Finding-aid for the George Bernard Shaw Papers (MSS001)


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spec@wumail.wustl.edu
http://library.wustl.edu/units/spec


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Table of Contents

Collection Outline

Descriptive Summary

Scope and Contents Note

Restrictions

Administrative Information


Collection Outline

Series I. Correspondence

Series II. Manuscripts

Series III. Miscellany

Series IV. Artwork

Series V. Realia

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Descriptive Summary

TitleGeorge Bernard Shaw Papers
Identification: MSS001

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George Bernard Shaw (26 July 1856 – 2 November 1950) was an Irish playwright and a co-founder of the London School of Economics. Although his first profitable writing was music and literary criticism, in which capacity he wrote many highly articulate pieces of journalism, his main talent was for drama, and he wrote more than 60 plays. Nearly all his writings address prevailing social problems, but have a vein of comedy which makes their stark themes more palatable. Shaw examined education, marriage, religion, government, health care, and class privilege.

He was most angered by what he perceived as the exploitation of the working class. An ardent socialist, Shaw wrote many brochures and speeches for the Fabian Society. He became an accomplished orator in the furtherance of its causes, which included gaining equal rights for men and women, alleviating abuses of the working class, rescinding private ownership of productive land, and promoting healthy lifestyles. For a short time he was active in local politics, serving on the London County Council.

In 1898, Shaw married Charlotte Payne-Townshend, a fellow Fabian, whom he survived. They settled in Ayot St Lawrence in a house now called Shaw's Corner. Shaw died there, aged 94, from chronic problems exacerbated by injuries he incurred by falling from a ladder.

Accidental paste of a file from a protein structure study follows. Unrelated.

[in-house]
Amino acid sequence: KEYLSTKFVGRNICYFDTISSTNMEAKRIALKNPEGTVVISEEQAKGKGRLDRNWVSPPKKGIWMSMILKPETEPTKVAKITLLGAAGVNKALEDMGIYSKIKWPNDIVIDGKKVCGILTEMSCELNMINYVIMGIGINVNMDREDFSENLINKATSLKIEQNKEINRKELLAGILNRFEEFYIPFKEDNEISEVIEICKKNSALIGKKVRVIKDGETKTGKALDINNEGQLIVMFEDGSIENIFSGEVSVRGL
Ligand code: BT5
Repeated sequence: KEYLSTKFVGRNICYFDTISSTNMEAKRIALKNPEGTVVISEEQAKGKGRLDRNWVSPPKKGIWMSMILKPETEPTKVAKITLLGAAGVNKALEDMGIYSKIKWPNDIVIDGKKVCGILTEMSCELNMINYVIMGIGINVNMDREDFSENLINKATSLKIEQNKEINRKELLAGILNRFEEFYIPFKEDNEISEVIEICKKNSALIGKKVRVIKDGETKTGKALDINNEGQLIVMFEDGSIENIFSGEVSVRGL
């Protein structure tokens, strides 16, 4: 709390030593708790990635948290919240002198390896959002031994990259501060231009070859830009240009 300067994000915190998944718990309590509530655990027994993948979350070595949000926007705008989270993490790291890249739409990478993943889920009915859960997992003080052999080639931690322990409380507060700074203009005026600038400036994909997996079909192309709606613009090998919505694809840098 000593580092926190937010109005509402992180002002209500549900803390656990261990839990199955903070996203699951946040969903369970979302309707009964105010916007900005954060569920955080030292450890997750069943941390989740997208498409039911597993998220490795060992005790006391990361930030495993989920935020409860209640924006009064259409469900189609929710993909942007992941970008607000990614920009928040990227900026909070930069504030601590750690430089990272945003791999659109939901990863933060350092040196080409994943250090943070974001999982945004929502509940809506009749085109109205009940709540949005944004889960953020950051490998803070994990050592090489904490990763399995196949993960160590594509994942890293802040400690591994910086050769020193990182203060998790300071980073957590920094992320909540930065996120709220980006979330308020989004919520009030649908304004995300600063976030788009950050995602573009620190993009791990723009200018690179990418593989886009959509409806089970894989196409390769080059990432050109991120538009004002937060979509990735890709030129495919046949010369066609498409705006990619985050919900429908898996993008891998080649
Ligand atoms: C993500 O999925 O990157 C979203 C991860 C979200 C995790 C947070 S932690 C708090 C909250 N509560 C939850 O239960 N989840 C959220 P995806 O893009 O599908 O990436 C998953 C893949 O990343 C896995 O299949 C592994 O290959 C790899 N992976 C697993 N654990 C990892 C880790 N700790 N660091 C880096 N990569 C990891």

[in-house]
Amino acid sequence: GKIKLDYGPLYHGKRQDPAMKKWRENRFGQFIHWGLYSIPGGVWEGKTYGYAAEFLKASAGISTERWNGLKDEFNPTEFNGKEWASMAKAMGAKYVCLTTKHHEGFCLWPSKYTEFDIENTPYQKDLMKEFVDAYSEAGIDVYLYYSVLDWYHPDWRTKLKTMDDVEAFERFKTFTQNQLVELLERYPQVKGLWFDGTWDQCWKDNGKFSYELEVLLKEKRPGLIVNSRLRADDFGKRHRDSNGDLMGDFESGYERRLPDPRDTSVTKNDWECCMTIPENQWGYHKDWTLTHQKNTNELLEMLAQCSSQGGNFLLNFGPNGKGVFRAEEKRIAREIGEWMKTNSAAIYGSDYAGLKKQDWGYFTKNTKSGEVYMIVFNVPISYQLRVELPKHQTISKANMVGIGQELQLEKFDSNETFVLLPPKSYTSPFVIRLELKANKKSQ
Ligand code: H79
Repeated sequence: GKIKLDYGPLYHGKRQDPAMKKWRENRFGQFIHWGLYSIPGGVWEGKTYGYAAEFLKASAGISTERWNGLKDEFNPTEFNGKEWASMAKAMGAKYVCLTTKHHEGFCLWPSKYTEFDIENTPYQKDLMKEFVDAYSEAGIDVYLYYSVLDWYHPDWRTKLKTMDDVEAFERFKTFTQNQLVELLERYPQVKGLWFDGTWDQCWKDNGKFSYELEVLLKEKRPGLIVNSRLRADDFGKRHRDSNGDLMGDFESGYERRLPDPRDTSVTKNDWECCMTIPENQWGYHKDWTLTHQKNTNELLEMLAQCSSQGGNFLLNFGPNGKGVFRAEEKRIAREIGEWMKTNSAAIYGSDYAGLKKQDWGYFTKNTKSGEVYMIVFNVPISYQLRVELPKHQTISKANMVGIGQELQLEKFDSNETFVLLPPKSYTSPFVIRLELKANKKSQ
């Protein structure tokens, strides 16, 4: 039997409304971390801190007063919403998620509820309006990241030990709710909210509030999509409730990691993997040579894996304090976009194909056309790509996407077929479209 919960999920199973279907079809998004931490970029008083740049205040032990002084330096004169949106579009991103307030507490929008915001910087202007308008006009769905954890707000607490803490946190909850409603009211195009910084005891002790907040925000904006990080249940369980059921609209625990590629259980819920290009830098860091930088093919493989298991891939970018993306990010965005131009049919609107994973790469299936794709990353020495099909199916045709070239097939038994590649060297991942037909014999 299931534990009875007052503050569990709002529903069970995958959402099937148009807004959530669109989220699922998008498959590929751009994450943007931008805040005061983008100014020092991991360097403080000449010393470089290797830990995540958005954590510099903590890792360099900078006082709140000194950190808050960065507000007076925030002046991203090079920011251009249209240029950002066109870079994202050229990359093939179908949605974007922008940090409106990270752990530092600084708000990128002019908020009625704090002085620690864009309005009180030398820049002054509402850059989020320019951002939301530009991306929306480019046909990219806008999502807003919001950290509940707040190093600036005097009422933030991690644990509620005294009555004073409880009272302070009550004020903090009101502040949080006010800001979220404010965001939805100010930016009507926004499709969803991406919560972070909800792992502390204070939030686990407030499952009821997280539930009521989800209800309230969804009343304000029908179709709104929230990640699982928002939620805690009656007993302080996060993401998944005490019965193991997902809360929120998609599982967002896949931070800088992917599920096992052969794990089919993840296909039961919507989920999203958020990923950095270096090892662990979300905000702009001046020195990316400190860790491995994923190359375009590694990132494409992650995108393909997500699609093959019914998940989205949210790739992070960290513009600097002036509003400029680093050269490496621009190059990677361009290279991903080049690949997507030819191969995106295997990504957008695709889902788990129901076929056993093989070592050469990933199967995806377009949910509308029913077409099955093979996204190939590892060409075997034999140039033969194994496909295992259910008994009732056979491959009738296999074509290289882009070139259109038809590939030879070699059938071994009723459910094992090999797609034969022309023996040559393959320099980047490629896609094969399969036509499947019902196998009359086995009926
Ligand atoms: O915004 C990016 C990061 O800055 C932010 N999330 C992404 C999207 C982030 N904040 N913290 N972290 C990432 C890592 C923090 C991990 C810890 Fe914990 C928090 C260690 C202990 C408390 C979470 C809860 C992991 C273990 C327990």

He is the only person to have been awarded both a Nobel Prize in Literature (1925) and an Oscar (1938), for his contributions to literature and for his work on the film Pygmalion (adaptation of his play of the same name), respectively.

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Scope and Contents Note

The collection consists of correspondence, manuscripts and memorabilia relating to George Bernard Shaw. Correspondence, 1901 - 1928, includes 30 letters and cards to John Drinkwater. Also, autograph manuscript of speech, portraits of Shaw, and various personal artifacts.

68 items

3 boxes

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Restrictions

Access Restrictions

Open.

Use Restriction

None

Users of the collections must read and abide by the Rules for the use of manuscript collection materials.

Users of the collections who wish to use items from this collection, in whole or in part, in any form of publication (as defined in the form) must sign and submit to the Washington University Department of Special Collections a hard copy of the Notification of intent publish manuscript collection materials form.

All publication not covered by fair use restricted to those who have permission of the copyright holder.

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Administrative Information

Source

Accessions 1554 and 1603: Gift of Mr. and Mrs. Harold C. Ackert

Accessions 1464: Gift of Professor and Mrs. Herbert Spiegelberg

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Series I. Correspondence,

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I.1 Shaw Correspondence With John Drinkwater, (30 items)
Shaw's letter and cards to Drinkwater (British playwright and director of the Birmingham Repertory Theatre) span from 1912: Nov. 2 to 1926: Dec. 31, and are concerned primarily with various pieces of theatre information: permission to produce plays, suggestions and comments on performers and performances, comments on manuscripts by Drinkwater. The correspondence consists of 11 letters, 18 cards and 1 enclosed letter.
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I.2 Miscellaneous Shaw Correspondence, (21 items)
Shaw correspondence from 1901 - 1928
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DeCasseres, Benjamin,
upbraids Shaw, 1928: June 21
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Spiegelberg, Herbert,
TLS with env, 1949: November 29
Accession 1464
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Shaw, George Bernard,
To Carrol, Kathleen Fawcus,
[card] advice on living, 1909: May 18
To Charrington, Charles,
[card] publishing, money, 1902: May 21
To Fry, Roger,
[card] refuses to undertake project requested of him, 1912: Feb. 11
To ?, Hugo,
[ALS], 1909: March 15
To Jewett, Henry,